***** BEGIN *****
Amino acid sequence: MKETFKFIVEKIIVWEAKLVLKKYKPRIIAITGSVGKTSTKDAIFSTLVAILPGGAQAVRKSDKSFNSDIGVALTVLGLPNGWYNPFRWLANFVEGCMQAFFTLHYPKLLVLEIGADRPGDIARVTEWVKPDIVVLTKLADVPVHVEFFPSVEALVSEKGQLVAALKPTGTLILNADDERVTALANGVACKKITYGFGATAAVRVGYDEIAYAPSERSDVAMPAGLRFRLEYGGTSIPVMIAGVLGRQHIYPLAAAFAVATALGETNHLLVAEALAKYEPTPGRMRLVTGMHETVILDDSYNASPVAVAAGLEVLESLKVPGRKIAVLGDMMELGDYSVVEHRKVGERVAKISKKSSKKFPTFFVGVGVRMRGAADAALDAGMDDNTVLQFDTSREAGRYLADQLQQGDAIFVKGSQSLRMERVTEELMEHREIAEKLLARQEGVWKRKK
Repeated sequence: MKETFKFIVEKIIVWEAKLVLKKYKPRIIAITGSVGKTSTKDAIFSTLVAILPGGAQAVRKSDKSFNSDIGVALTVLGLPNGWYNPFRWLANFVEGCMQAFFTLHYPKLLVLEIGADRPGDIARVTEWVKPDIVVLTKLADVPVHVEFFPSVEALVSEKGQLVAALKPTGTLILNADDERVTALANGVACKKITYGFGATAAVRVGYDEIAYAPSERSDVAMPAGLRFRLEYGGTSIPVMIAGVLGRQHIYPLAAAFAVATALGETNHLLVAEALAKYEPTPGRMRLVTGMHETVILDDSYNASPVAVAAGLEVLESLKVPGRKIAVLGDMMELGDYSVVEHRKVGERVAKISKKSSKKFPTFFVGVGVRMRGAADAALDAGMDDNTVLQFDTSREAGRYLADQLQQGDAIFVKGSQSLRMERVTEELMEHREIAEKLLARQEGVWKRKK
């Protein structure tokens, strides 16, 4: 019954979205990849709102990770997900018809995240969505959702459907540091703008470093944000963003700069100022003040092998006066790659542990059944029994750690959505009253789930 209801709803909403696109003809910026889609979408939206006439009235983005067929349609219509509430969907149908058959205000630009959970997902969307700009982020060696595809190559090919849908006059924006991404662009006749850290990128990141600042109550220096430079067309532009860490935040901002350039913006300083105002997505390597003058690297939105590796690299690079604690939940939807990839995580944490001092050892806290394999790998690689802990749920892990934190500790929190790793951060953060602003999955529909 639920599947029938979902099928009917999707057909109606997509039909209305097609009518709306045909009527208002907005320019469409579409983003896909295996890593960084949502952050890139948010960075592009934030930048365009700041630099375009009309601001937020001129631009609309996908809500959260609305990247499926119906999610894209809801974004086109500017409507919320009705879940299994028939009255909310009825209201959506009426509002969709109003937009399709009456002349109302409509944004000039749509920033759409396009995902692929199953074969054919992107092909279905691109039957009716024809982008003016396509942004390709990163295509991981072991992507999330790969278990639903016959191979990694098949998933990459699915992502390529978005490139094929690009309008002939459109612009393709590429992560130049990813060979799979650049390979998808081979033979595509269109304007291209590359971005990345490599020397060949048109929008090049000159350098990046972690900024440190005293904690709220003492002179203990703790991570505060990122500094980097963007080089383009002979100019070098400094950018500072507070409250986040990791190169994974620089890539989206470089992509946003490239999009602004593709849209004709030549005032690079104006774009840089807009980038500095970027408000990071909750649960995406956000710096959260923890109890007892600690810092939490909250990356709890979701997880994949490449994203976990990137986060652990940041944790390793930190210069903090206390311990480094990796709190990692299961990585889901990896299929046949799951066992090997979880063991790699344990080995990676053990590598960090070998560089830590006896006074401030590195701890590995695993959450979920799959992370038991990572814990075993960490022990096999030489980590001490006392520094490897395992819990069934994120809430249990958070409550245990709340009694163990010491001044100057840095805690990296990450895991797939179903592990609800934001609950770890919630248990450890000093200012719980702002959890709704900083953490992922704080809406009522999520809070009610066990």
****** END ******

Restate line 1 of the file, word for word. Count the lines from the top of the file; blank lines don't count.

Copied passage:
Amino acid sequence: MKETFKFIVEKIIVWEAKLVLKKYKPRIIAITGSVGKTSTKDAIFSTLVAILPGGAQAVRKSDKSFNSDIGVALTVLGLPNGWYNPFRWLANFVEGCMQAFFTLHYPKLLVLEIGADRPGDIARVTEWVKPDIVVLTKLADVPVHVEFFPSVEALVSEKGQLVAALKPTGTLILNADDERVTALANGVACKKITYGFGATAAVRVGYDEIAYAPSERSDVAMPAGLRFRLEYGGTSIPVMIAGVLGRQHIYPLAAAFAVATALGETNHLLVAEALAKYEPTPGRMRLVTGMHETVILDDSYNASPVAVAAGLEVLESLKVPGRKIAVLGDMMELGDYSVVEHRKVGERVAKISKKSSKKFPTFFVGVGVRMRGAADAALDAGMDDNTVLQFDTSREAGRYLADQLQQGDAIFVKGSQSLRMERVTEELMEHREIAEKLLARQEGVWKRKK